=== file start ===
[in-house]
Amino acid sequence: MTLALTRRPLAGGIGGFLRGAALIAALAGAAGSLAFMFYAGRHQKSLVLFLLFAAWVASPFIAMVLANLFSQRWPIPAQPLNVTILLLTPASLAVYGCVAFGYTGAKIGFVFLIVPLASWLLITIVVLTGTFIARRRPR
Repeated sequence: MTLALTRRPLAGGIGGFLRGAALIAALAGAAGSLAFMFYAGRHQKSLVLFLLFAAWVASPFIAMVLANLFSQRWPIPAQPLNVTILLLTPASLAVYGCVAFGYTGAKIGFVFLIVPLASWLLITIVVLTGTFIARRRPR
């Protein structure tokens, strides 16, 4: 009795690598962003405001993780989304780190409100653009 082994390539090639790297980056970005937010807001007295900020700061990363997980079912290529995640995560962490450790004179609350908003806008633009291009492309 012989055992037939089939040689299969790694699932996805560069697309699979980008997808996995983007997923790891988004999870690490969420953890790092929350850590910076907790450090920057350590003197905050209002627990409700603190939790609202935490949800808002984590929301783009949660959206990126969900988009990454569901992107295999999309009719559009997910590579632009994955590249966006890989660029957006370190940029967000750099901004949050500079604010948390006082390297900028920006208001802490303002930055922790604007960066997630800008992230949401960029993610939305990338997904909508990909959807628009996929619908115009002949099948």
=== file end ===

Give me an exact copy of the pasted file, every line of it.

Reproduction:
[in-house]
Amino acid sequence: MTLALTRRPLAGGIGGFLRGAALIAALAGAAGSLAFMFYAGRHQKSLVLFLLFAAWVASPFIAMVLANLFSQRWPIPAQPLNVTILLLTPASLAVYGCVAFGYTGAKIGFVFLIVPLASWLLITIVVLTGTFIARRRPR
Repeated sequence: MTLALTRRPLAGGIGGFLRGAALIAALAGAAGSLAFMFYAGRHQKSLVLFLLFAAWVASPFIAMVLANLFSQRWPIPAQPLNVTILLLTPASLAVYGCVAFGYTGAKIGFVFLIVPLASWLLITIVVLTGTFIARRRPR
């Protein structure tokens, strides 16, 4: 009795690598962003405001993780989304780190409100653009 082994390539090639790297980056970005937010807001007295900020700061990363997980079912290529995640995560962490450790004179609350908003806008633009291009492309 012989055992037939089939040689299969790694699932996805560069697309699979980008997808996995983007997923790891988004999870690490969420953890790092929350850590910076907790450090920057350590003197905050209002627990409700603190939790609202935490949800808002984590929301783009949660959206990126969900988009990454569901992107295999999309009719559009997910590579632009994955590249966006890989660029957006370190940029967000750099901004949050500079604010948390006082390297900028920006208001802490303002930055922790604007960066997630800008992230949401960029993610939305990338997904909508990909959807628009996929619908115009002949099948």